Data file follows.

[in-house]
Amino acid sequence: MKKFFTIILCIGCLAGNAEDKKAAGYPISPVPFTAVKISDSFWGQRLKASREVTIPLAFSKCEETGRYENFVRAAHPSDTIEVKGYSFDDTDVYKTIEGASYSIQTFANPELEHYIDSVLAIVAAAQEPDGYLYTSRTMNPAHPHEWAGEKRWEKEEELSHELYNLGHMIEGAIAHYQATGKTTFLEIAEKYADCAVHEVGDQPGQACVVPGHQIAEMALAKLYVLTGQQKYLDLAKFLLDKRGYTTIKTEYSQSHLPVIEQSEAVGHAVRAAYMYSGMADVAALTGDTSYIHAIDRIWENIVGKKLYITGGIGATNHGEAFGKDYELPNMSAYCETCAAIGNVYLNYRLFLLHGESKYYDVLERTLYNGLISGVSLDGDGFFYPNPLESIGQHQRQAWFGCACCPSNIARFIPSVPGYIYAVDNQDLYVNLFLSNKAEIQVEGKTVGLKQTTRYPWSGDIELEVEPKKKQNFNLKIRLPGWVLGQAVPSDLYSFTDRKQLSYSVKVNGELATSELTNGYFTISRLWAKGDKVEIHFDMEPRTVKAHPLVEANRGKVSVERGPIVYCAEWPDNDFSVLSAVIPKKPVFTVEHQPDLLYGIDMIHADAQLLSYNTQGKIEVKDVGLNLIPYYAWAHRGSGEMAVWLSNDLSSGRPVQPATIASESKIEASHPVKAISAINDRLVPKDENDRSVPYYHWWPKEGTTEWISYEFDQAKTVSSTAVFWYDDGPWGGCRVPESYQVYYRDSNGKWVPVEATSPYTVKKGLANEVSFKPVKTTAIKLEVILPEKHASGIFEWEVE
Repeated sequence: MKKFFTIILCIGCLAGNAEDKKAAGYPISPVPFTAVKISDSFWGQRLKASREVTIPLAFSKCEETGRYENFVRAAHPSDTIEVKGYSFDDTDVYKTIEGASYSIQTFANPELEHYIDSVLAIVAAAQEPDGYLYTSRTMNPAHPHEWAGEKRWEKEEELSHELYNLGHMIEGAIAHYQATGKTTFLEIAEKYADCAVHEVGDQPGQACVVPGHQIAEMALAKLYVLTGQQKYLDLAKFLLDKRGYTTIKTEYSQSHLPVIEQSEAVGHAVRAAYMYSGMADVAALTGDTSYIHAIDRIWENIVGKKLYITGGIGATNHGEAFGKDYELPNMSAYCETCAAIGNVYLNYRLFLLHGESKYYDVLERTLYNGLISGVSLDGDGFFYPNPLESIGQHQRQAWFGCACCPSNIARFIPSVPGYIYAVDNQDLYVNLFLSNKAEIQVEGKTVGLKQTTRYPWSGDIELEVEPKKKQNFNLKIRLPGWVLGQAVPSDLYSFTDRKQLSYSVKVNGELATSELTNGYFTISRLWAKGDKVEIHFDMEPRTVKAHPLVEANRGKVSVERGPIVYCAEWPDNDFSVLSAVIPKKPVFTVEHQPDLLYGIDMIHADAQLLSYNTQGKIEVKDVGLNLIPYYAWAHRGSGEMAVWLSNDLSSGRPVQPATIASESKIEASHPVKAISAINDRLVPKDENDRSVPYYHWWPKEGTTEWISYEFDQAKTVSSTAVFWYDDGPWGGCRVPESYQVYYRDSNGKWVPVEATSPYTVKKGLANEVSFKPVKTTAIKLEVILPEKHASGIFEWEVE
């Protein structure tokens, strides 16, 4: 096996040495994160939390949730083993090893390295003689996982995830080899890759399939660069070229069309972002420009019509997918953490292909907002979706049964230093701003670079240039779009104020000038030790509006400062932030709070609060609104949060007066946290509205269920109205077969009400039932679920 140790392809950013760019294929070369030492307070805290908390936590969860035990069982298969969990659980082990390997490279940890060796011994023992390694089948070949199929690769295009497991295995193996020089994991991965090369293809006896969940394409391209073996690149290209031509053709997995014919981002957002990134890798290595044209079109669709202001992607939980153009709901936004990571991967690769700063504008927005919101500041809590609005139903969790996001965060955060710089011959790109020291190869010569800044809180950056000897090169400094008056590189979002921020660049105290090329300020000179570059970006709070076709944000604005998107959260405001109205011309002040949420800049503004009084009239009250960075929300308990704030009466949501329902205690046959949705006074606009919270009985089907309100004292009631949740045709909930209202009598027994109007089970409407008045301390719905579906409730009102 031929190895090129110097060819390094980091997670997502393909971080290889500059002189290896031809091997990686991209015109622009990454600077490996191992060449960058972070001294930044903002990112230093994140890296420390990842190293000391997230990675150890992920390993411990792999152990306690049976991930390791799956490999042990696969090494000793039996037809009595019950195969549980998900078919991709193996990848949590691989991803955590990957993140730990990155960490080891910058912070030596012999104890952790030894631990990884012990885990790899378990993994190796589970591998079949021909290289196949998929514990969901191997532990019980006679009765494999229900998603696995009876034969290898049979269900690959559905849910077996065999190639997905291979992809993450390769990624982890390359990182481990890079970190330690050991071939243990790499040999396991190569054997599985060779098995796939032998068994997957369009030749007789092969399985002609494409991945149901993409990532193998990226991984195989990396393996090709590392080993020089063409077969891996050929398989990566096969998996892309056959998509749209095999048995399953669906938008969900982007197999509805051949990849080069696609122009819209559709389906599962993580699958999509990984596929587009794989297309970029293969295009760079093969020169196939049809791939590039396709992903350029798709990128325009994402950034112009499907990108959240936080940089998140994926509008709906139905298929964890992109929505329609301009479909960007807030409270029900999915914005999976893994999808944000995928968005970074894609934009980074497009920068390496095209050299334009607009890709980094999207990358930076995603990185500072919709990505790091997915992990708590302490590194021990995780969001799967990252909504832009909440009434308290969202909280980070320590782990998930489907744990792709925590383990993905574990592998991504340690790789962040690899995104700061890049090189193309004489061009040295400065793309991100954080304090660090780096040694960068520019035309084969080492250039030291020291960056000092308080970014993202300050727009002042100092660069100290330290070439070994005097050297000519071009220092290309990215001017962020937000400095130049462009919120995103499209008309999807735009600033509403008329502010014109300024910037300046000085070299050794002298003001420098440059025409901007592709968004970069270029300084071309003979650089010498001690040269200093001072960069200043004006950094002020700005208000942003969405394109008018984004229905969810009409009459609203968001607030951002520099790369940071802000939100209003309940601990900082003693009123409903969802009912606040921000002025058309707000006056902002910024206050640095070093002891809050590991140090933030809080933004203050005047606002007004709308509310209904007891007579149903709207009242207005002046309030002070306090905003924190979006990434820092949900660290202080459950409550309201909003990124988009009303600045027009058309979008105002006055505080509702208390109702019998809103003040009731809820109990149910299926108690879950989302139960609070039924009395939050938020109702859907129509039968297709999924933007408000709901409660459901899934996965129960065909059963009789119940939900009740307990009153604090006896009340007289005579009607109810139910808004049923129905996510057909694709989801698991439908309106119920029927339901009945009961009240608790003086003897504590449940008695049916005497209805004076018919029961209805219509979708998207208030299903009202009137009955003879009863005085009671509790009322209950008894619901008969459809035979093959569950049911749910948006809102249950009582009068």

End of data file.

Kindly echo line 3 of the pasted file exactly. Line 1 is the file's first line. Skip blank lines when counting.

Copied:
Repeated sequence: MKKFFTIILCIGCLAGNAEDKKAAGYPISPVPFTAVKISDSFWGQRLKASREVTIPLAFSKCEETGRYENFVRAAHPSDTIEVKGYSFDDTDVYKTIEGASYSIQTFANPELEHYIDSVLAIVAAAQEPDGYLYTSRTMNPAHPHEWAGEKRWEKEEELSHELYNLGHMIEGAIAHYQATGKTTFLEIAEKYADCAVHEVGDQPGQACVVPGHQIAEMALAKLYVLTGQQKYLDLAKFLLDKRGYTTIKTEYSQSHLPVIEQSEAVGHAVRAAYMYSGMADVAALTGDTSYIHAIDRIWENIVGKKLYITGGIGATNHGEAFGKDYELPNMSAYCETCAAIGNVYLNYRLFLLHGESKYYDVLERTLYNGLISGVSLDGDGFFYPNPLESIGQHQRQAWFGCACCPSNIARFIPSVPGYIYAVDNQDLYVNLFLSNKAEIQVEGKTVGLKQTTRYPWSGDIELEVEPKKKQNFNLKIRLPGWVLGQAVPSDLYSFTDRKQLSYSVKVNGELATSELTNGYFTISRLWAKGDKVEIHFDMEPRTVKAHPLVEANRGKVSVERGPIVYCAEWPDNDFSVLSAVIPKKPVFTVEHQPDLLYGIDMIHADAQLLSYNTQGKIEVKDVGLNLIPYYAWAHRGSGEMAVWLSNDLSSGRPVQPATIASESKIEASHPVKAISAINDRLVPKDENDRSVPYYHWWPKEGTTEWISYEFDQAKTVSSTAVFWYDDGPWGGCRVPESYQVYYRDSNGKWVPVEATSPYTVKKGLANEVSFKPVKTTAIKLEVILPEKHASGIFEWEVE